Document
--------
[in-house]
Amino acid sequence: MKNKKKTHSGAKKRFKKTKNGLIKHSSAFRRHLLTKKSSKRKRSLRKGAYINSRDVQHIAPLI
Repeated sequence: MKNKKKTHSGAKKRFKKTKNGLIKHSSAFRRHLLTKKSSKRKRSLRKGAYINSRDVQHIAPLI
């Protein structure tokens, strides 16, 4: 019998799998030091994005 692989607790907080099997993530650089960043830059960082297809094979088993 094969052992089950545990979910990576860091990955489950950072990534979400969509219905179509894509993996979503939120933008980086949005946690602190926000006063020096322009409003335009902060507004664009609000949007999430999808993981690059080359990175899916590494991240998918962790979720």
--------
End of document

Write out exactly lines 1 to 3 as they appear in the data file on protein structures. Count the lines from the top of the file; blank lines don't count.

[in-house]
Amino acid sequence: MKNKKKTHSGAKKRFKKTKNGLIKHSSAFRRHLLTKKSSKRKRSLRKGAYINSRDVQHIAPLI
Repeated sequence: MKNKKKTHSGAKKRFKKTKNGLIKHSSAFRRHLLTKKSSKRKRSLRKGAYINSRDVQHIAPLI